Alexander Van der Bellen: a refugee as president

EPA/CHRISTIAN BRUNA

Alexander Van der Bellen: a refugee as president


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Sascha (Alexander Van der Bellen) won the Austrian elections by only 31,000 votes out of 5 million, almost by default, as even people on the right of the political spectrum were frightened by the perspective of waking up with a far-right president, in the person of the FPÖ candidate Norbert Hofer.

So it happened that the the deeply split Austrians narrowly elected a man (50,3% for Van der Bellen to 49,7% for Hofer) that identifies himself with yesterday’s Europe: Alexander Van der Bellen. Sounds rather Dutch? Well, he is actually Russian-Estonian, the first refugee to become president in an EU country. A multiple refugee.

Sascha (a Russian diminutive of Alexander) Van der Bellen was born in an aristocratic family, from a Russian-born father of mixed Dutch and Estonian descent and an Estonian mother, both refugees from Stalinism. His parents successively held Russian, Estonian, and Austrian citizenship.

Originally, the Van der Bellen surname is believed to originate from a Dutch merchant who emigrated to the Russian Empire around 1760. Sasha himself was at first an Estonian citizen, although Estonia was at that point under Soviet occupation, and the family were thus for practical purposes stateless. He was granted Austrian citizenship in 1958, together with his parents. Although his parents spoke Russian with each other, Alexander Van der Bellen only learned a few words of Russian. He explaines that his parents “wanted to avoid everything that indicated they were refugees.”

A former economics professor, he is very austere and very tall. Always elegantly unshaved, dry and superior, he can easily irritate. He sometimes talks maddeningly slowly, with long pauses, but when the right word comes, he hits hard. At 72, and an amateur of old Russian literature, he is not the kind to joke on Facebook or Instagram.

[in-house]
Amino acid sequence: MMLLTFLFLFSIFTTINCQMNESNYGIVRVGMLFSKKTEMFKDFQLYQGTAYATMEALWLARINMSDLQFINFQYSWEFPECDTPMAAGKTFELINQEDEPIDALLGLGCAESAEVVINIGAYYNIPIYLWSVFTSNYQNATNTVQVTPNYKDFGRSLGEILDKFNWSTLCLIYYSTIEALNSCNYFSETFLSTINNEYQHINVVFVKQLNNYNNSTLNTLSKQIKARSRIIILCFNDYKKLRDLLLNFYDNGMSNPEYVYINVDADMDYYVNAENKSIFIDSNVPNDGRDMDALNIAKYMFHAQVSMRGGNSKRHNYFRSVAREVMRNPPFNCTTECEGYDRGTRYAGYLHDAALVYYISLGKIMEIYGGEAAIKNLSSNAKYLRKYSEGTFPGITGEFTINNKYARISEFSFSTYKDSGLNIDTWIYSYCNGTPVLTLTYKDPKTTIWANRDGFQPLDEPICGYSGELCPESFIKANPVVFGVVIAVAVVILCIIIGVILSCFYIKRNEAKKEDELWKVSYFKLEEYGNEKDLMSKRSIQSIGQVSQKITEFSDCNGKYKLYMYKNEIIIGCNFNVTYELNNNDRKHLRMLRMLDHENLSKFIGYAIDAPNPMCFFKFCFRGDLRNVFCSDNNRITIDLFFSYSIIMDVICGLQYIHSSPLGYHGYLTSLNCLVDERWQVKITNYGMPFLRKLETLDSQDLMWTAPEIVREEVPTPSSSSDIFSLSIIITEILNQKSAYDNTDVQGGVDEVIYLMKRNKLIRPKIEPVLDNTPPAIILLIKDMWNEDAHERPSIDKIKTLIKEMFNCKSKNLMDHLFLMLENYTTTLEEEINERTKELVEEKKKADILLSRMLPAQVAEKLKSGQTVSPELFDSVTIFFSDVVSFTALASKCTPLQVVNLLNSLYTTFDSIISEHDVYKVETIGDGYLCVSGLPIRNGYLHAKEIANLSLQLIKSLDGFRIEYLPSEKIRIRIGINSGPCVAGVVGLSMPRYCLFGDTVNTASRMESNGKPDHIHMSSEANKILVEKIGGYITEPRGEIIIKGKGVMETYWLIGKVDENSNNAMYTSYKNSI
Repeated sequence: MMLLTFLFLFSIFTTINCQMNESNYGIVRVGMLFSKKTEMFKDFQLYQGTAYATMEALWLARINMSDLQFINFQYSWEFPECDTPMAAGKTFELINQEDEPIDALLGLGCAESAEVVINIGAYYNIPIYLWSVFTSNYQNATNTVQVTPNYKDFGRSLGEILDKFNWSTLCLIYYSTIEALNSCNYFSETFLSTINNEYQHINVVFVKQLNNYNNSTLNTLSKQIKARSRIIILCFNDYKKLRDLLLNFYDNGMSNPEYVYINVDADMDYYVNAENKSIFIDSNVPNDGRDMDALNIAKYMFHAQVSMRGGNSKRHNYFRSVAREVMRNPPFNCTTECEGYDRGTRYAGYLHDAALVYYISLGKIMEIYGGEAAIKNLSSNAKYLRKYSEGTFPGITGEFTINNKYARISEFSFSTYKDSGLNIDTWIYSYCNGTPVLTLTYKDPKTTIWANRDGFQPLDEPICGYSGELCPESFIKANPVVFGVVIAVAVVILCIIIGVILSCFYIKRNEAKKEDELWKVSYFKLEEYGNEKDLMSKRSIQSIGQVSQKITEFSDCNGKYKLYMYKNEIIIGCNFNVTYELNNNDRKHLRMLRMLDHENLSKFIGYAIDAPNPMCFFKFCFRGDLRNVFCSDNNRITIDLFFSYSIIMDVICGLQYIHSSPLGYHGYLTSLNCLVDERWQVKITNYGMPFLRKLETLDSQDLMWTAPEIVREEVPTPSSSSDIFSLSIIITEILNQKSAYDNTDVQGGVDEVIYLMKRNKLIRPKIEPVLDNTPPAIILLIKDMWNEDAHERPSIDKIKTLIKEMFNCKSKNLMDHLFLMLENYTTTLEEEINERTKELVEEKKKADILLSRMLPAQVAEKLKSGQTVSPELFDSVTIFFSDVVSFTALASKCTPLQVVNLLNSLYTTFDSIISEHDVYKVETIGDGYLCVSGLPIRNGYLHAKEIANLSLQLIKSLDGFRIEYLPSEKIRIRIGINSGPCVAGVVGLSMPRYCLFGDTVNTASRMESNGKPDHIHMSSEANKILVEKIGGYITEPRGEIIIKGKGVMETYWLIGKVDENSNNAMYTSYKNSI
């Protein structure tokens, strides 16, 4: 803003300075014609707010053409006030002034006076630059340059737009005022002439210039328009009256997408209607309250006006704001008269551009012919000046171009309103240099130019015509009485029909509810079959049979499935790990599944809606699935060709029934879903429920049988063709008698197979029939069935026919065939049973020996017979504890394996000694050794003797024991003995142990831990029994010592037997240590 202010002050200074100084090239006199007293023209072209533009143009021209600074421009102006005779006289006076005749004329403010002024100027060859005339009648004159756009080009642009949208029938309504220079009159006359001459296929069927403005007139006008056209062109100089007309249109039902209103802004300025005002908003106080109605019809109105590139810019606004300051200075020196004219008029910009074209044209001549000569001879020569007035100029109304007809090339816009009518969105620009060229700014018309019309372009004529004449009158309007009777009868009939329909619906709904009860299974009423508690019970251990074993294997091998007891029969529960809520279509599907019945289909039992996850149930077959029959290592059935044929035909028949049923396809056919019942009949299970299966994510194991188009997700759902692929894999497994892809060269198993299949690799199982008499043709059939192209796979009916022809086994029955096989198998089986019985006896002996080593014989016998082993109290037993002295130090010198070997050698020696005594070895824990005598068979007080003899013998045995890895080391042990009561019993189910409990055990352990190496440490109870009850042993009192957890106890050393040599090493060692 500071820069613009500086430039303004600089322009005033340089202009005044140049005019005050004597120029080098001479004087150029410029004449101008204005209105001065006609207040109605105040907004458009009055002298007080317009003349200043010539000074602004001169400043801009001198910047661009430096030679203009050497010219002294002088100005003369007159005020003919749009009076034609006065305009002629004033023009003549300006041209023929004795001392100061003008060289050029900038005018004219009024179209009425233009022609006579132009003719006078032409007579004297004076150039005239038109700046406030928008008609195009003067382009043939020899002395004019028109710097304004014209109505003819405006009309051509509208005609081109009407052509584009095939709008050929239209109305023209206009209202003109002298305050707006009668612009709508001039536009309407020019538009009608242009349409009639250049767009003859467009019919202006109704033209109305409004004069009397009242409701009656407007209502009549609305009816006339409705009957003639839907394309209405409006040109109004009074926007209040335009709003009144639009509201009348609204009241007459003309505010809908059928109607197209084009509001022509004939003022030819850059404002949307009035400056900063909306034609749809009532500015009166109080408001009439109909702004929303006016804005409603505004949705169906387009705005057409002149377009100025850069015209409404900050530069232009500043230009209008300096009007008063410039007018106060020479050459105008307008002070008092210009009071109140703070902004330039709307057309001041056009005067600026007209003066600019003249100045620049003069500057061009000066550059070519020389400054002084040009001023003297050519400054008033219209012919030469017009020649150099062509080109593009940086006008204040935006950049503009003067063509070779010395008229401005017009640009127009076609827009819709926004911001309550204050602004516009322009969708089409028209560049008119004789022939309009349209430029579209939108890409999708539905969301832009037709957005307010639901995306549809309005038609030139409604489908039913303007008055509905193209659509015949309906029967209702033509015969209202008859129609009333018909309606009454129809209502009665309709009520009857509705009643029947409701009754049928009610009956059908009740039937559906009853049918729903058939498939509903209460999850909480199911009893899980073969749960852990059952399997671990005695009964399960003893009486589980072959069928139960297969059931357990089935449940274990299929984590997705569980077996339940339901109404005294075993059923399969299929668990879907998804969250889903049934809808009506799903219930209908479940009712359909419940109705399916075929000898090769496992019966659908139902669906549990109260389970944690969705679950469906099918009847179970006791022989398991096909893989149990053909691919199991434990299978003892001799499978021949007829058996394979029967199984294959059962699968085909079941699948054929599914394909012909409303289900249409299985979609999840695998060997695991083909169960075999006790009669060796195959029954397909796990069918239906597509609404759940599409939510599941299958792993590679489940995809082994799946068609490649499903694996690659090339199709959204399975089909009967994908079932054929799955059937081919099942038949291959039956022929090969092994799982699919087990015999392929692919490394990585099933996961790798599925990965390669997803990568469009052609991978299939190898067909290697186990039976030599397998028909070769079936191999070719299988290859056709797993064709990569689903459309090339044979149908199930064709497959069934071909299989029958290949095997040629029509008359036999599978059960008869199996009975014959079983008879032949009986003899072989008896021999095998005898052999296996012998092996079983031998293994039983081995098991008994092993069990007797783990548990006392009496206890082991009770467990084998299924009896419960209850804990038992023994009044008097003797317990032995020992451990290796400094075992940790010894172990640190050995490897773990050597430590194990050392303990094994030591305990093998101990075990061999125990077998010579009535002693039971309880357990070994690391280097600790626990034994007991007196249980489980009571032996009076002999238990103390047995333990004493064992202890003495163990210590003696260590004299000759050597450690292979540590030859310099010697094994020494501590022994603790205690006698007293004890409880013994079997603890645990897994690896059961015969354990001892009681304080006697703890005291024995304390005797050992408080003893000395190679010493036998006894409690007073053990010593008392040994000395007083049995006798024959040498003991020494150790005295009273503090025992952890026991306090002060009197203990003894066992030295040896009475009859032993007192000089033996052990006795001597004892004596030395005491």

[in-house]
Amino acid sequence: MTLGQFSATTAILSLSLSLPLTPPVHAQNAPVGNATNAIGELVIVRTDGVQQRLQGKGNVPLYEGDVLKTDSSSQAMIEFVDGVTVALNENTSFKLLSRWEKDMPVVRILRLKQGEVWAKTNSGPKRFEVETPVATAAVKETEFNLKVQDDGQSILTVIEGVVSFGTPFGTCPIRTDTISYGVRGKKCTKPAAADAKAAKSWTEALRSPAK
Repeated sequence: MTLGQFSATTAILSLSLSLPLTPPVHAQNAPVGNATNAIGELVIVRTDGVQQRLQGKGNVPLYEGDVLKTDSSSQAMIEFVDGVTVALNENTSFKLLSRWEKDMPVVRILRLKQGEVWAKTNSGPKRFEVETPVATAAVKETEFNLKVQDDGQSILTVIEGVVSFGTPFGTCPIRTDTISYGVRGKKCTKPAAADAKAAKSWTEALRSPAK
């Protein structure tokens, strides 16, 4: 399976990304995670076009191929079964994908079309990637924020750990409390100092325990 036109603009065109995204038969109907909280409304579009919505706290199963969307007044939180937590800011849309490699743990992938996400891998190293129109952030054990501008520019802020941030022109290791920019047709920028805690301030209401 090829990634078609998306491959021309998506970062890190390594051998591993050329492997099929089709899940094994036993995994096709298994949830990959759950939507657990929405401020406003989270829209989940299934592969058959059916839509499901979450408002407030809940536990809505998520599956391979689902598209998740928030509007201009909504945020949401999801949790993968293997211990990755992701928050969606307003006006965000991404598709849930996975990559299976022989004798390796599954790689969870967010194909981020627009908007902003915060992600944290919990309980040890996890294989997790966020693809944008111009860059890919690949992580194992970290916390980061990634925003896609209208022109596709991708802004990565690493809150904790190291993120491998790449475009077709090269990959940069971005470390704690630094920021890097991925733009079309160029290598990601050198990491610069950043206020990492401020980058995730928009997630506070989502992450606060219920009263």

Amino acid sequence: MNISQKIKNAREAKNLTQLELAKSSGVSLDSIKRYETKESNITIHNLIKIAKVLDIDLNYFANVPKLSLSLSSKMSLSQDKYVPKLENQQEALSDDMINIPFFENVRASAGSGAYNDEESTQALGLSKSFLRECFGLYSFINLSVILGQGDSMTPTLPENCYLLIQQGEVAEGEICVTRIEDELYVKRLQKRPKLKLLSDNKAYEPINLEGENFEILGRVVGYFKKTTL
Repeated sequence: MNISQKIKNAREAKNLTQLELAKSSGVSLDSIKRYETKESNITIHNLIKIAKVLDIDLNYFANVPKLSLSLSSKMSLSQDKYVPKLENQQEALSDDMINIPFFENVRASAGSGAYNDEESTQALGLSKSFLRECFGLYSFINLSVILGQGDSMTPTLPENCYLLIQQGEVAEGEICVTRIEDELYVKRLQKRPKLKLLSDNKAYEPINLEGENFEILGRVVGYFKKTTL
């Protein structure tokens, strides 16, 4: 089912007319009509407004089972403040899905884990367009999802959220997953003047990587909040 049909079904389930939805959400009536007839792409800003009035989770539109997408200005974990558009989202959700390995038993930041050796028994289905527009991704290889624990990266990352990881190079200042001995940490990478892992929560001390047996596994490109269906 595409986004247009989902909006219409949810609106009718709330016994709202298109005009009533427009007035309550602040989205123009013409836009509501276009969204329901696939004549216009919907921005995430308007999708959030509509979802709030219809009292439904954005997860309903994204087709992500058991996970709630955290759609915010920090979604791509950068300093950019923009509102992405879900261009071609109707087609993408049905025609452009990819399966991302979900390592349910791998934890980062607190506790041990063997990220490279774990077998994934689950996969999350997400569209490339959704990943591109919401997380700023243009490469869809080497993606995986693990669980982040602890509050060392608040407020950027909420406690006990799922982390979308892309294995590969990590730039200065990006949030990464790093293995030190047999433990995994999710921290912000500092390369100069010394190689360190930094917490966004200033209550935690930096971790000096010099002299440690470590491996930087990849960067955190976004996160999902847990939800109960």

He is the one who led the Austrian Greens (Die Grünen) into becoming a solid political force, capable of confronting the traditional parties, the Social-Democrat SPÖ and the Christian-Conservative ÖVP, and, of course, the far right of the FPÖ, which dreams of becoming the first political force in the country. He was the main figure of the Greens for a very long time, and he shares many things with them. He has two sons from a previous marriage, and he married a much younger Green militant, a few months ago.

He campaigned as independent, but the Greens financed everything. He got 21,3 % in the first round on 24 April, coming second. But he also did some unexpected and unexplained blunders. In a public debate with Winfried Kretschmann, his fellow German Green politician who was recently reelected in the Land of Bade-Wurtemberg en Allemagne, crushing Angela Merkel’s CDU candidate, Sascha stupefied everybody by saying that Germany has 29 Länder (administrative federal entities). There are actually only 16 of them.

Campaigning, he had to convince the reluctant and conservative Austrian farmers that the Greens are actually politicians, and not just dope smokers and adepts of free love. Sasha, to be sure, supports same-sex marriage.

In order to show that he is not a candidate from abroad, he appeared on electoral posters with his dog in the remote Tyrol valley of Kaunertal where he grew up, an impressive postcard view, barred by the word « Heimat » (Fatherland). When people reproached him that he was borrowing from the right-wing, he answered that it was the far-right that was stealing from him.

On many things, he remain in total disagreement with Die Grünen: they consider him a Liberal in the European sense, that is: a right-leaning adept of the free market and opposed to state intervention. But he knows better, he is the economy professor, after all. He also calmly, slowly, reminded Austrians of their obligation to accept refugees. Some 90,000 of them came in 2015. But he also reminds the refugees of their duty to adapt to their host country. This is what he did himself, after all.

Cf. also the portrait of his far-right rival:

Norbert Hofer: The Third Man reloaded

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